With Kindl out, Brian Lashoff will remain in the lineup, and prospect Ryan Sproul has been called up as the team’s seventh defenseman.

    Only two players have played in every game for Detroit this season: Kyle Quincey and Drew Miller. It has been hard for the Wings to put forth their best effort when their roster seems to have a new face game in and game out.

Top-4 Defenseman

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    Detroit needs help on the blue line, but unfortunately, a deal for a top-four defenseman is an unlikely consequence.

    While a few big-name players are headed for free agency this offseason, the majority of the candidates play for teams that remain in the playoff hunt.

    Teams that are out of contention are going to want an ample return in the form of draft picks and prospects. Right now, Detroit’s most valuable prospects are those that have been making waves on its roster.

    According to the New York Post's Brett Cyrgalis, New York Islanders young defenseman Andrew MacDonald (pictured above) was put on trading block after rejecting a long-term contract from the Isles, but with the current shape of their organization, they’re going to demand a king’s ransom for his services.

    The New York Rangers defenseman Dan Girardi has been part of the rumor mill, per CBS Sports' Brian Stubits. However, there appears to be more progress toward a contract extension.

    Most of the available defensemen at this deadline are well out of Detroit’s price range in terms of cap space. A lot of teams are looking to unload unattractive contracts, and with Detroit’s financial conundrum, it isn’t a likely destination.

    Heading into the offseason, Detroit is looking at $21-plus million to work with—before re-signing its own free agents. That is most likely when it will make its necessary changes.

    While the trade deadline could wield many possible surprises, the chances of a big move in Hockeytown are slim to none.

An Additional Scoring Threat

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    It is exciting to see how players like Gustav Nyquist and Tomas Tatar have rounded into solid contributors, but another top-six scorer is still needed.

    Losing such a key offensive player like Henrik Zetterberg is devastating for Detroit, which ranks 20th in the league in goals for.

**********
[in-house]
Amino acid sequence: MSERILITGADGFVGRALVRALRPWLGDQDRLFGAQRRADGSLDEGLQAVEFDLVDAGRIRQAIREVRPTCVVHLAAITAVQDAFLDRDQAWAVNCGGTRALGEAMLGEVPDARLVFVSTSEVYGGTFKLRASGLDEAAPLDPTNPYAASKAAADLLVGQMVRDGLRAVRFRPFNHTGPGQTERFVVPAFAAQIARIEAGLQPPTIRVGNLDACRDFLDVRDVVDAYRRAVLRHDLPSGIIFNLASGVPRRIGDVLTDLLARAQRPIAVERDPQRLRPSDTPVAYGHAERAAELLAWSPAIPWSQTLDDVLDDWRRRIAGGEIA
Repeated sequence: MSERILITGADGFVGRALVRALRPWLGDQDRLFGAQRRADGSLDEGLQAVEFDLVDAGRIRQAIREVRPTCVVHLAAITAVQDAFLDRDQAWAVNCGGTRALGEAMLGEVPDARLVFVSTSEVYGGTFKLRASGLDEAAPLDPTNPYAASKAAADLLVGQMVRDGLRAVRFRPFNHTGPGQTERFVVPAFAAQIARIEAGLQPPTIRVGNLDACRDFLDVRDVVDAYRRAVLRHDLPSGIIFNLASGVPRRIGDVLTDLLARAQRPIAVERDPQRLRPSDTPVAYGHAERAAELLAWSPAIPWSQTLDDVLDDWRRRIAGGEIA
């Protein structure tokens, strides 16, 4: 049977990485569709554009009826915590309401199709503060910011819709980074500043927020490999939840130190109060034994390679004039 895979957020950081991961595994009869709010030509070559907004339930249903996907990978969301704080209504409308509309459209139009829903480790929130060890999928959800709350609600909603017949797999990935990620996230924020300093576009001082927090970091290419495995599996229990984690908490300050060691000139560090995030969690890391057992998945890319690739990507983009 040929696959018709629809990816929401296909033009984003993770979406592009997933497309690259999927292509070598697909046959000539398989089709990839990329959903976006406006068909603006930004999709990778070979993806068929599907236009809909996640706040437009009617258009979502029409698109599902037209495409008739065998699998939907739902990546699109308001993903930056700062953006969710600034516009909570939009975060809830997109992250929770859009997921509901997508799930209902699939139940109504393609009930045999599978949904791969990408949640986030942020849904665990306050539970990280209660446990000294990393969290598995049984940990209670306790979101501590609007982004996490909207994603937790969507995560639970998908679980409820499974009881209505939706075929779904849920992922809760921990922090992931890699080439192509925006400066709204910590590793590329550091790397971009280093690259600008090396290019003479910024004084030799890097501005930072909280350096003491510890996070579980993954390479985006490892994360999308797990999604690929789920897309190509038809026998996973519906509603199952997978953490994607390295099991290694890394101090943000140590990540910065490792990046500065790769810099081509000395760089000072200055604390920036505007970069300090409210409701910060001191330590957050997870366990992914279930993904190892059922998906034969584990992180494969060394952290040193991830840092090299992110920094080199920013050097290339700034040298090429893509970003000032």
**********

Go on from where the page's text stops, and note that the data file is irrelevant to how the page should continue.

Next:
There aren’t many players that are affordable for Detroit, assuming it can clear any space to take on another contract. Detroit wouldn't have to go into complete buyer’s mode to acquire a rental player, but GM Ken Holland has stated he won't do so.

    Matt Moulson of the Buffalo Sabres (pictured above) is a player who's generated quite a bit of interest among teams looking to make a trade, per SportsBusiness Daily's Chris Botta. He has not been connected to Detroit, but Moulson makes a smidge more than Mikael Samuelsson.

    Detroit would need to be careful in regard to its cap situation, as a deal would be with the intent to make a run at the Stanley Cup.

    When Zetterberg is put on long-term injured reserve, the team will be temporarily relieved of his salary. Should he return for the playoffs, they Wings will still need the necessary room to activate his $6-plus million contract.

    It would take excessive maneuvering and likely cost a high-profile prospect for Detroit to land a quality scorer. Looking at the team's current standing and financial predicament, it is very unlikely a noteworthy move is made.

A Versatile Enforcer

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    This could actually be the most intriguing and likely of acquisition scenarios for the Red Wings.

    Yes, they have Jordin Tootoo, but he doesn’t provide much for the team outside of a big hit and a routine altercation. His small frame leaves a lot to be desired as well.

    One player that would be a decent fit is Buffalo Sabres center Steve Ott. He’s the kind of player fans love on their team and opposing teams hate to play against.

    Ott makes $2.95 million while adding a staunch ability to win faceoffs and contribute on the penalty kill. The 6'0" center plays with a chip on his shoulder and could provide Detroit with an extra bit of tenacity.

    Detroit’s offense relies on an abundance of players, but it only has a handful of players that stand taller than six feet.

    Ott plays the agitator well and because he can play the penalty kill, he provides a little extra bang for the buck.

    Detroit’s grit comes in the form of its blue-collar, bottom-six forwards, but that doesn’t necessarily translate to toughness. At his price, Ott could provide good depth and strength in Detroit’s lineup.

    As mentioned in previous slides, Detroit will likely pass on a rental player at the deadline and reevaluate its roster through free agency.